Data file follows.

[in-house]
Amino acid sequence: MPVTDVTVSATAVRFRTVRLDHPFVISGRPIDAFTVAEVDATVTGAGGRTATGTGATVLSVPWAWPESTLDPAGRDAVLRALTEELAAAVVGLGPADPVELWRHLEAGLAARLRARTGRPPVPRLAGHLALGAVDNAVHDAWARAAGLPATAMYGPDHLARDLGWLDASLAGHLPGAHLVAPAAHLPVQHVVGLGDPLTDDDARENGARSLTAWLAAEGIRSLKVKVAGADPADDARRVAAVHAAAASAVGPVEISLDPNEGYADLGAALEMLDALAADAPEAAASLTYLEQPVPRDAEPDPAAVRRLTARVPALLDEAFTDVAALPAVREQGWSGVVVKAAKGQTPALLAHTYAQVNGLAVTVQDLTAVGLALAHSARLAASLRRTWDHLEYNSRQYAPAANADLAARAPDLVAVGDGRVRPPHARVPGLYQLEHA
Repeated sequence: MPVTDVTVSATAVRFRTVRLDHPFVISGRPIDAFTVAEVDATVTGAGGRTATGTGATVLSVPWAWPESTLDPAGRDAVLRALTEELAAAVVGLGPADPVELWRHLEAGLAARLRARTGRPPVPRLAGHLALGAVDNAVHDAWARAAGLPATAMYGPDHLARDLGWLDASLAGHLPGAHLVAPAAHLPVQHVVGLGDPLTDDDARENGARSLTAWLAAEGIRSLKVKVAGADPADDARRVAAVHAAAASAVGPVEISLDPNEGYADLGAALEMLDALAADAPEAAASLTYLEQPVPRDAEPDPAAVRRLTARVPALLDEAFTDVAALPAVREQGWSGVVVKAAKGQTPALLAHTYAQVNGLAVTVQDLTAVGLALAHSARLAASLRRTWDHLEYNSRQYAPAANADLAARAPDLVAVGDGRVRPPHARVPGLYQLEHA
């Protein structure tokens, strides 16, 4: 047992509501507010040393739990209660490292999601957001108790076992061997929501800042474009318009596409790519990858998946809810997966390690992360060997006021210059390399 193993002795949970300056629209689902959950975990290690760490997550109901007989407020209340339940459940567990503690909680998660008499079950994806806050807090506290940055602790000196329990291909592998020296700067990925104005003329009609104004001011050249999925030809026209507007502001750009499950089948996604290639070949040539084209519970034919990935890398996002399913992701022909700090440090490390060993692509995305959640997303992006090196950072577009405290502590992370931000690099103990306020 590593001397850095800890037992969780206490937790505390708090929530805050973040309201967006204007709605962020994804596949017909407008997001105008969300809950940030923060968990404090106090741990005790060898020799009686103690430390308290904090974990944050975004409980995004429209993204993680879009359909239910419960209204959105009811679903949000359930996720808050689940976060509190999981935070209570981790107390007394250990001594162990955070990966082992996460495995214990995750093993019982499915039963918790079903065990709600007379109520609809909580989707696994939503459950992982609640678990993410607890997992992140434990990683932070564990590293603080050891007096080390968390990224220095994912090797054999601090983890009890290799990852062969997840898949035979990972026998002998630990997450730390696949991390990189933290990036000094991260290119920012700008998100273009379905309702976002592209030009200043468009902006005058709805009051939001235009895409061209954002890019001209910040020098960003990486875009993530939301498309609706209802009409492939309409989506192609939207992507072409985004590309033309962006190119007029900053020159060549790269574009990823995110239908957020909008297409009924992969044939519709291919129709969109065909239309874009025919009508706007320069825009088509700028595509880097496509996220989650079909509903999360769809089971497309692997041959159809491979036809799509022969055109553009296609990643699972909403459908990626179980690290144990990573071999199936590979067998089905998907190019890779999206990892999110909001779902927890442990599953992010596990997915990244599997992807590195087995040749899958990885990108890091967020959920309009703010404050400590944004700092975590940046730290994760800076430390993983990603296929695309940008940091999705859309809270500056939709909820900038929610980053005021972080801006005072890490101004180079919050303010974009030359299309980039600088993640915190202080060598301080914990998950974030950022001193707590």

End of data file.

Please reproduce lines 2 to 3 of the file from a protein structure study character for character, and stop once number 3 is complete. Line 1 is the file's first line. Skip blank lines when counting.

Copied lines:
Amino acid sequence: MPVTDVTVSATAVRFRTVRLDHPFVISGRPIDAFTVAEVDATVTGAGGRTATGTGATVLSVPWAWPESTLDPAGRDAVLRALTEELAAAVVGLGPADPVELWRHLEAGLAARLRARTGRPPVPRLAGHLALGAVDNAVHDAWARAAGLPATAMYGPDHLARDLGWLDASLAGHLPGAHLVAPAAHLPVQHVVGLGDPLTDDDARENGARSLTAWLAAEGIRSLKVKVAGADPADDARRVAAVHAAAASAVGPVEISLDPNEGYADLGAALEMLDALAADAPEAAASLTYLEQPVPRDAEPDPAAVRRLTARVPALLDEAFTDVAALPAVREQGWSGVVVKAAKGQTPALLAHTYAQVNGLAVTVQDLTAVGLALAHSARLAASLRRTWDHLEYNSRQYAPAANADLAARAPDLVAVGDGRVRPPHARVPGLYQLEHA
Repeated sequence: MPVTDVTVSATAVRFRTVRLDHPFVISGRPIDAFTVAEVDATVTGAGGRTATGTGATVLSVPWAWPESTLDPAGRDAVLRALTEELAAAVVGLGPADPVELWRHLEAGLAARLRARTGRPPVPRLAGHLALGAVDNAVHDAWARAAGLPATAMYGPDHLARDLGWLDASLAGHLPGAHLVAPAAHLPVQHVVGLGDPLTDDDARENGARSLTAWLAAEGIRSLKVKVAGADPADDARRVAAVHAAAASAVGPVEISLDPNEGYADLGAALEMLDALAADAPEAAASLTYLEQPVPRDAEPDPAAVRRLTARVPALLDEAFTDVAALPAVREQGWSGVVVKAAKGQTPALLAHTYAQVNGLAVTVQDLTAVGLALAHSARLAASLRRTWDHLEYNSRQYAPAANADLAARAPDLVAVGDGRVRPPHARVPGLYQLEHA